Before You Resort to Void *…

Before You Resort to Void *…

Void * can serve as a generic data pointer, yet it suffers from the well-known ailments associated with pointers: it can be NULL or a dangling pointer. Furthermore, it usually has to be cast back to its original type in order to access its data–a dangerous and sometimes costly operation if performed at run time. Luckily, C++ offers higher level mechanisms for genericity that are both safer and more efficient:

1. Templates. Templates are a better choice for generic (type-independent) algorithms and functions. In addition, they are safer since they do not involve pointer manipulations and can be checked at compile time:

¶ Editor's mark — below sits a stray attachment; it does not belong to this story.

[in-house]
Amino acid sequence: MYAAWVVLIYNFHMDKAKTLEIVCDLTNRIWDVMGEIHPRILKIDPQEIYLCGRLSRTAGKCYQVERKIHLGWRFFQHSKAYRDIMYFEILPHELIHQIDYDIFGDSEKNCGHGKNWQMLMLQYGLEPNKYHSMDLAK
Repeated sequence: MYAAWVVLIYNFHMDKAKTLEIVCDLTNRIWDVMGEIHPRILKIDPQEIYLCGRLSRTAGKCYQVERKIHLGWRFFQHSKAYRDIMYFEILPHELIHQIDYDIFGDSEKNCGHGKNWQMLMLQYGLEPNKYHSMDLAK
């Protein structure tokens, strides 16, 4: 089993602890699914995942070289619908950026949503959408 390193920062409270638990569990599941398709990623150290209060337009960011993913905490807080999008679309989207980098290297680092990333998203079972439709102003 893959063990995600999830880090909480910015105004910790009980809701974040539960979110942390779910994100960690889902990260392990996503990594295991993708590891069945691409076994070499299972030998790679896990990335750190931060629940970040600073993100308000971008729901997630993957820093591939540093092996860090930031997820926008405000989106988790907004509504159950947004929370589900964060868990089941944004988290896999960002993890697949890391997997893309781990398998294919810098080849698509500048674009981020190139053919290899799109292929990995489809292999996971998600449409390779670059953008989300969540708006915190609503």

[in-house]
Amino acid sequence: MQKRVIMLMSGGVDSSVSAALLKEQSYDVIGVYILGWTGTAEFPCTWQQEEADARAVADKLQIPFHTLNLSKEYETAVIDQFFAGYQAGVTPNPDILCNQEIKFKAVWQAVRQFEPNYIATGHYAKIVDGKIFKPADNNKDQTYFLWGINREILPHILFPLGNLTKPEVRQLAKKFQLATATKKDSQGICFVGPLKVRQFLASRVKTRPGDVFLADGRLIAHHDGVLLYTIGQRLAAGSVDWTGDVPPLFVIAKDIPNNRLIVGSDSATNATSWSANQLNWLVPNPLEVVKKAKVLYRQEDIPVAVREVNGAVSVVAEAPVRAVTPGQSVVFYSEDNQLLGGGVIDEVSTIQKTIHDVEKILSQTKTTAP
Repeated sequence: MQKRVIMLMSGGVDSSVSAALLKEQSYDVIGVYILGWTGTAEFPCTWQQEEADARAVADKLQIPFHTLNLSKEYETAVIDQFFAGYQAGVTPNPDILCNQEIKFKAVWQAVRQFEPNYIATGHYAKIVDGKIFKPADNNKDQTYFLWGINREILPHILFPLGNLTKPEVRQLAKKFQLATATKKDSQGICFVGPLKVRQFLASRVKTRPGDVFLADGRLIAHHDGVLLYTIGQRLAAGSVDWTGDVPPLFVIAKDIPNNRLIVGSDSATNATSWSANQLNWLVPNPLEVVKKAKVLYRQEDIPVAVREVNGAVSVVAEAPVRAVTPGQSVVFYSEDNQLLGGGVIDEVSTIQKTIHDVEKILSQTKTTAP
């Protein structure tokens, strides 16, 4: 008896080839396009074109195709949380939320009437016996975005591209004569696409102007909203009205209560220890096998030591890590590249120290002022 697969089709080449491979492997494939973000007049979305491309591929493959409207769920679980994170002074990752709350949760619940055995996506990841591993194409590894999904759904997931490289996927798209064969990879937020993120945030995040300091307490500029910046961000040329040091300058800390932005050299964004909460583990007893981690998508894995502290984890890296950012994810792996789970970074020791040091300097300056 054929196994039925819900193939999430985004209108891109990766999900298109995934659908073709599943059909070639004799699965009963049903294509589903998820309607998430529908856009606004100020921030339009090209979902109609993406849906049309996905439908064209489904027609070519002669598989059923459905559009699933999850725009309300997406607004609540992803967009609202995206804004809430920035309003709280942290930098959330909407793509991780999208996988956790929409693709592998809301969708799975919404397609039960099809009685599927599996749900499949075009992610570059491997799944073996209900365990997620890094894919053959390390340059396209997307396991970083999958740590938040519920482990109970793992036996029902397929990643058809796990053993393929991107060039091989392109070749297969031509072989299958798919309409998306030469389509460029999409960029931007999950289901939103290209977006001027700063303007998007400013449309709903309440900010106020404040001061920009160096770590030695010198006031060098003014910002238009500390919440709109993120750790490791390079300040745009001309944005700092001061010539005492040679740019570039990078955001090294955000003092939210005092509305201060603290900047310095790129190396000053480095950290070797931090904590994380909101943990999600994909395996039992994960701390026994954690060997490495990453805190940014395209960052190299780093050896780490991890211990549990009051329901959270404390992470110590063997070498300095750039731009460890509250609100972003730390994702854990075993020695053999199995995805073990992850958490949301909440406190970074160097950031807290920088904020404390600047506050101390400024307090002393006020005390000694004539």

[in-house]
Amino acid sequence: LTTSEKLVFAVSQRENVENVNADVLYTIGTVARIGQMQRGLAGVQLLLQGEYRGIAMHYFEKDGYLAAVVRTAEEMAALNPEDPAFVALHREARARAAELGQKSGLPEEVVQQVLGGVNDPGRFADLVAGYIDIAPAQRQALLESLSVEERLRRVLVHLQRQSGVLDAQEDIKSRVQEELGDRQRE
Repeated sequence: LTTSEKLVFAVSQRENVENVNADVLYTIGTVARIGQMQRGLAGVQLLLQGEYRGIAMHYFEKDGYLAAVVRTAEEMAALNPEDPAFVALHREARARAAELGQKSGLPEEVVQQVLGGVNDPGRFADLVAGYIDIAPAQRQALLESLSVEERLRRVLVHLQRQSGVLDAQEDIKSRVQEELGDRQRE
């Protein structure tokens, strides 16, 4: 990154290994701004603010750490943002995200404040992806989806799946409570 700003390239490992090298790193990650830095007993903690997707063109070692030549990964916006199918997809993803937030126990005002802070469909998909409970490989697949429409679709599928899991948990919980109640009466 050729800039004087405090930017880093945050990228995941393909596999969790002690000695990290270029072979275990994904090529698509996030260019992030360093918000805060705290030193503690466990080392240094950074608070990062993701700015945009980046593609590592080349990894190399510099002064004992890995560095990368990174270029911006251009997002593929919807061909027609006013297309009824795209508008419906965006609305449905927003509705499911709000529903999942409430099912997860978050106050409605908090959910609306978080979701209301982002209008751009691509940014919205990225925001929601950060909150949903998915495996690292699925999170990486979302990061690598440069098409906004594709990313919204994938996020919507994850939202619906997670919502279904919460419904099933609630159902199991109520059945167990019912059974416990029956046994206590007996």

template  void  swap ( T f, T s); 

2. Inheritance. If you need a function or an algorithm that can be applied to a family of types, you may use a common base class from which all other related types are derived:

 class WindBase { public: virtual void Create()=0; virtual void Destroy() = 0; };class WindFrame: public WindBase { public: void Create(); void Destroy(); };class WindView: public WindBase { public: void Create(); void Destroy();}; };void DestroyWindow(WindBase &anyWindow); //for all objects derived from WindBase

Please note that void* should be used in very low-level operations–for example, manipulating hardware buffers or in system routines such as memset() and malloc().

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